Recently I was asked about the ‘image quality’ (IQ) of the (very expensive) Nikon 600mm f/4E lens compared to the (relatively cheap) Nikon 200-500mm f/5.6E telephoto zoom lens. Many photographers will probably think I’m close to insane even by bringing this subject up.The 200-500mm has not received the very best of reviews and the 600mm is considered to be the very best super telephoto prime lens out there; e.g. have a look at the lenscore.org website here: AF-S Nikkor 600mm f/4.0E FL ED VR
So why would anyone in their right state of mind think there could only be minor differences between the 2 lenses? I think I’ve figured out the answer to that question when I went on to take a couple of test shots with my D4S attached to my 600mm and my D750 attached to my 200-500mm, both hand-held and VR on both in ‘normal’ mode. I know, not a highly standardized test with too many different factors etc. but the results were quite satisfying, to me anyway.
Let’s first have a look at a very nice and sharp shot taken with the 200-500mm:
Nikon 200-500mm f/5.6 E @ 340mm on Nikon D4S, f/5.6, 1/2500 s., ISO 3200, +1.0 exp. corr.
Nothing wrong with this one I would say: tack sharp and no sign of any lens softness (in areas where I don’t want it). However, note that this image is not cropped at 100%; it’s probably more around 20% or so, so there are a lot of pixels left to play with and give me the sharpness I need (only some minor/local sharpening applied with Nik software). In fact, most images I shoot with the 200-500mm on either my D4S or D750 look absolutely fantastic. So how can I measure the differences between a lens that costs around $13K and one at close to $1.5K, almost a tenth of the cost? I went back to my trusted test subject and took a number of test shots with my D750 and 200-500mm; however this time the images are cropped at 100%; no sharpening applied:
Nikon 200-500mm f/5.6E @ 200mm on Nikon D750, f/5.6, 1/320 s., ISO 200, 100% crop
Nikon 200-500mm f/5.6E @ 300mm on Nikon D750, f/5.6, 1/320 s., ISO 250, 100% crop
Nikon 200-500mm f/5.6E @ 400mm on Nikon D750, f/5.6, 1/320 s., ISO 400, 100% crop
Nikon 200-500mm f/5.6E @ 500mm on Nikon D750, f/5.6, 1/320 s., ISO 400, 100% crop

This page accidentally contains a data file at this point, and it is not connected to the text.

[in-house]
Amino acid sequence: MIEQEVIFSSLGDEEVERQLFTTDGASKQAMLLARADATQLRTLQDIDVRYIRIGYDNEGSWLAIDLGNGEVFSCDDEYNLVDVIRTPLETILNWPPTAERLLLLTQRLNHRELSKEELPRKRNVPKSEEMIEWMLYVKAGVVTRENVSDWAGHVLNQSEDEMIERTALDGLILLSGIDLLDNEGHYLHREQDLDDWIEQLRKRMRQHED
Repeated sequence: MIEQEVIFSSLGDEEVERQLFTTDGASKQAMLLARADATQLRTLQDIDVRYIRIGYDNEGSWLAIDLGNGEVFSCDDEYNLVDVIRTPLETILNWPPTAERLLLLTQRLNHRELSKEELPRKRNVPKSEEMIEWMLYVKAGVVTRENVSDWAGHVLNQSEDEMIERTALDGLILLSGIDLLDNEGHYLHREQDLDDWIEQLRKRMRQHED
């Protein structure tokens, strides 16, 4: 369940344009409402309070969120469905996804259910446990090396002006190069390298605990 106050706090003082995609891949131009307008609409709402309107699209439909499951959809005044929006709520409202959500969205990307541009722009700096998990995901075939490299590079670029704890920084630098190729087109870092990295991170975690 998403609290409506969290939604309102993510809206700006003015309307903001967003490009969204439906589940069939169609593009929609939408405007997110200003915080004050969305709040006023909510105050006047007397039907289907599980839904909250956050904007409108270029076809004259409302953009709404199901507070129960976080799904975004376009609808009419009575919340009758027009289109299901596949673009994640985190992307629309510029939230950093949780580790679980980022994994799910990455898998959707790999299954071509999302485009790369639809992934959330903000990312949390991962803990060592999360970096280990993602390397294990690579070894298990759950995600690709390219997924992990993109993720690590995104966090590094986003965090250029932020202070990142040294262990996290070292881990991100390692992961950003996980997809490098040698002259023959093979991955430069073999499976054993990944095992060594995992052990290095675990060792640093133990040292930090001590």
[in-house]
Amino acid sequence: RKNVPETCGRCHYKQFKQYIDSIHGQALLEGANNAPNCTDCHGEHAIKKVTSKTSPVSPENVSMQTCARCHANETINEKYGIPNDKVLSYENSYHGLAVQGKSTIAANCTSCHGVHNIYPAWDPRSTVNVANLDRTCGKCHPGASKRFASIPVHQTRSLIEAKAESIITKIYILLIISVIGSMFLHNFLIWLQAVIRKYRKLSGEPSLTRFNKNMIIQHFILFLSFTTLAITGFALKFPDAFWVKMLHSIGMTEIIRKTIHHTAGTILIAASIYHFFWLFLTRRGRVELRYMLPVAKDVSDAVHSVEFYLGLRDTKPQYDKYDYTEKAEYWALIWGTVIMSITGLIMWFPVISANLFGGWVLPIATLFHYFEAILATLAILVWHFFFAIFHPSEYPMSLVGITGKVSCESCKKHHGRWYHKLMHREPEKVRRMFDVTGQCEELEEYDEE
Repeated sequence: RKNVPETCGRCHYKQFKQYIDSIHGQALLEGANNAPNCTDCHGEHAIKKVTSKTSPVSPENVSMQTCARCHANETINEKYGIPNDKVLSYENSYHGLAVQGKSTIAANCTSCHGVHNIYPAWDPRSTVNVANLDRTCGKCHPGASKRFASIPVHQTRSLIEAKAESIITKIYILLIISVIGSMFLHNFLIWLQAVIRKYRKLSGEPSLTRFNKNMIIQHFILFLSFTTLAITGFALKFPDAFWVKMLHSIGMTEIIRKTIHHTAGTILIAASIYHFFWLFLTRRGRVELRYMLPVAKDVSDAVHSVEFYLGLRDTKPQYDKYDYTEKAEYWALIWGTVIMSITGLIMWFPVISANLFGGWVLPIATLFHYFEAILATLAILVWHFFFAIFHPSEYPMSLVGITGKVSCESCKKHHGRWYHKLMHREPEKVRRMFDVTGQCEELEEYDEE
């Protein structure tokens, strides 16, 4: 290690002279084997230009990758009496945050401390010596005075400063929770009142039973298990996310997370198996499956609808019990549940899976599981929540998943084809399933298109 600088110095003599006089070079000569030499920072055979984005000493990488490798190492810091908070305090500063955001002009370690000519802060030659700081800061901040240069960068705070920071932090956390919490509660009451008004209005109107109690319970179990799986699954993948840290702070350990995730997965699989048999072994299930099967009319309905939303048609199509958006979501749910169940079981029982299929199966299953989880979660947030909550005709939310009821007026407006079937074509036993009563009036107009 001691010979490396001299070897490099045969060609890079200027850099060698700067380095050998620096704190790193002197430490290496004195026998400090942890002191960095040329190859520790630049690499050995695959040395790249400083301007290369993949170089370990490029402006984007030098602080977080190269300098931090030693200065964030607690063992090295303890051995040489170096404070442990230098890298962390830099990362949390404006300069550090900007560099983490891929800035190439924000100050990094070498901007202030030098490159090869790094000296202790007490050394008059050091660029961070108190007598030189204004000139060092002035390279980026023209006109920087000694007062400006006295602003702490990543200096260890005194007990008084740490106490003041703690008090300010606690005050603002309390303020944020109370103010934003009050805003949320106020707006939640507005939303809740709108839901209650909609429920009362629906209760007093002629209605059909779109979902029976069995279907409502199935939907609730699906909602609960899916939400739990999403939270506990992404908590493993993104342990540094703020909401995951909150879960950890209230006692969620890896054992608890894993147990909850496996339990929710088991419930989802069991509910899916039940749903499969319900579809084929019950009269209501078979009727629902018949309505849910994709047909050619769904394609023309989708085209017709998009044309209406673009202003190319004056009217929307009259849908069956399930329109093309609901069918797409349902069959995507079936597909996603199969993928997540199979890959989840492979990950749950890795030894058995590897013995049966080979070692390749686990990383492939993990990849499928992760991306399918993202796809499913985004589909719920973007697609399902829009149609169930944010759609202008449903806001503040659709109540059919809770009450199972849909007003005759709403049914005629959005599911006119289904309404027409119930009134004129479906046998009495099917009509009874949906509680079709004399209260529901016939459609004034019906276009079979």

Not too bad. And now, the 600mm attached to my D4S (still no sharpening applied):
Nikon 600mm f/4E on Nikon D4S, f/4, 1/640 s., ISO 500, 100% crop
Ouch! The 200-500mm looks really nice in terms of IQ even up to 500mm, at 100% crop. Until the moment you compare it directly with the 600mm, also at 100% crop: some photograph enthusiasts may actually be close to crying if they only own a 200-500mm and see the difference. However all this sadness may evaporate in an instant when they realize the 600mm is close to 10 times the cost of their 200-500mm, and they will happily continue shooting with the 200-500mm and simply not crop at a ridiculous 100% :)
I was happy with my 600mm and I’m even a little happier now, knowing I have a lens with incredible IQ, sharpness and excellent contrast (even at a ridiculous cost). And when I shoot with my 200-500mm lens and look at my perfectly sharp shots I’ll again ask myself why on earth I bought that 600mm monster… Welcome to the wonderful (and sometimes a bit crazy) world of photography! :)
The image below was shot recently in an area around Amsterdam, The Netherlands, where we have deer and foxes (amongst other wildlife) freely walking around (I keep trying for the foxes…). It was taken with my D4S and 600mm, hand held, and I still have no regrets that I got the 600mm (while the 200-500mm is always there in my bag…).
Nikon 600mm f/4E on Nikon D4S, f/4, 1/640 s., ISO 320, app. 10% crop
Please note that these images are protected by copyright and are not allowed to be used in any commercial way. If you’re interested in personal use only (like using as personal desktop/tablet/mobile background) then that’s fine; however any other use is prohibited by law.
And as usual, for any questions, comments or feedback, simple add comments below (preferred, as I’m having some email issues: I can receive but not reply) or otherwise drop me a note at: firstname.lastname@example.org